The early days may last 6 months, 12 months or a couple of years depending on where you are with your product journey. However, once you are at a stage where your product/service is more mature, you’re looking to scale it and your customer base your hiring needs will absolutely change. You will need to hire SMEs to support your growth e.g. infrastructure, security, designers. Don’t worry, there is still space in the organisation for the more generalist, but you cannot discount the importance of industry experience and other experience and specialism as your company and product grows.

    You may find that some of the more generalists would like to specialise in an area and grow that way with the company. You may find that some of the early hires are no longer the right as the company grows and changes. Some people prefer the early-stage of a company where there is less structure (processes, “formality”) rather than policy and processes that are required with scale. You may find this applies to some of your senior leaders too. Ben Horowitz in his book “The hard thing about hard things” calls this out. The senior leaders of a company starting out and who help it be successful and scale may not be the right people to bring the company to the next level in their current role.
  • Sourcing candidates can actually be a very challenging and long process.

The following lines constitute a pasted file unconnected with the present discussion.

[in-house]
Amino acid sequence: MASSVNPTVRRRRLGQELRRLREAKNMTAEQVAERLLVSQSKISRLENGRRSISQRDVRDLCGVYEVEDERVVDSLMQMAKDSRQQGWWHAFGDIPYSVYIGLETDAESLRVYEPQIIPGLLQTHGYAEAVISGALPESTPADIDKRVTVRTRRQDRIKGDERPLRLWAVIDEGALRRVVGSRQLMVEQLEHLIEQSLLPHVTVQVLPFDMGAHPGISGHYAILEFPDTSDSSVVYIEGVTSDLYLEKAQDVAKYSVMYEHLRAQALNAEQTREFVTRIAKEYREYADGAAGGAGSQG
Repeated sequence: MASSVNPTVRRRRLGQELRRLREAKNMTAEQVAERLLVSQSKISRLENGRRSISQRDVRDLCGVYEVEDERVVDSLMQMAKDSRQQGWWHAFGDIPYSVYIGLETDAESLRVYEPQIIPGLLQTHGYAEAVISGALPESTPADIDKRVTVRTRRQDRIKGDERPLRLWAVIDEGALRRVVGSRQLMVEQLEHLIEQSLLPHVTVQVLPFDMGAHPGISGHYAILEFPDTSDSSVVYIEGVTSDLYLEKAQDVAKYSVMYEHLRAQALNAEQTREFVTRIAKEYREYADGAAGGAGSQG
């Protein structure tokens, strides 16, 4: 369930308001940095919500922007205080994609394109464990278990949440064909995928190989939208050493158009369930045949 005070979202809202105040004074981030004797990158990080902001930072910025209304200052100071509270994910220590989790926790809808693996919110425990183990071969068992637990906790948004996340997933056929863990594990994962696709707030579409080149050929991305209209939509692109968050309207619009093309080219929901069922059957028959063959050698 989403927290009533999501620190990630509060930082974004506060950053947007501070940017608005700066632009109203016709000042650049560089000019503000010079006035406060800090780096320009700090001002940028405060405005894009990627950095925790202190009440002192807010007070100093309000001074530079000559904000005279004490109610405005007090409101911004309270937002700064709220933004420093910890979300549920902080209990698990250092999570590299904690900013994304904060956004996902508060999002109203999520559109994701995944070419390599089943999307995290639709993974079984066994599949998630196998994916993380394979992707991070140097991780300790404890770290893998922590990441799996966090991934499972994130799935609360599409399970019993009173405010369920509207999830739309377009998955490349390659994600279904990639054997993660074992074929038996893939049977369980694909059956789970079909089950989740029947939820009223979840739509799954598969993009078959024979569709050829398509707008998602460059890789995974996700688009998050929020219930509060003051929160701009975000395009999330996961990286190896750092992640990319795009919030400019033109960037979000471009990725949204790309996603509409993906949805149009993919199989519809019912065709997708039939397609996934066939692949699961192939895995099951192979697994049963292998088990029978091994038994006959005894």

In the early days you might find the challenge of not having a recruitment team so are trying to balance this with your day job. It may also be the first time you’re in the role of hiring and so are figuring it out as you go. You potentially have the challenge of convincing someone to join a startup and then pay them :-)


    Let’s assume you have someone who is recruiting full-time or even part time! Things to take into consideration:
    Be really clear on the level of the role. Are you willing to take a more junior person who has high potential or a more senior person and squeeze the budget?
    Be explicit on the must have skills but also what are really in the “nice to have” bucket
    Know your budget and where you do / don’t have wiggle room
    Help your recruiter by being clear on what you need from them e.g. updates, pushing you to follow up etc.


    Leverage your network, blog, go have coffee with people :)
  • One of the most critical tools we have at ZD is the hiring guide. Does anyone here use something similar?

    It is critical because it performs several roles, provides clarity, alignment & transparency.

    Clarifies the process & content for the KO meeting
    Interview process & expectations
    Feedback expectations
    Debrief expectations
    Link to relevant docs - JD, assignment
    Outlines the role & responsibility of the open req
    Details the interview panel as well as their alternates
    Is explicit in what interviewer should focus on during their session e.g. cultural fit, specific skills, communication & collaboration, industry knowledge, ability to learn & grow, agility mindset
  • Screening candidates is an important step. A robust screening process will help your pipeline be filled with more suitable candidates. Won’t stop mismatches getting through but should reduce them.

    For the screening be clear on what you want to assess before having an in-person/multi-person interview process. Things you might want to consider at this stage: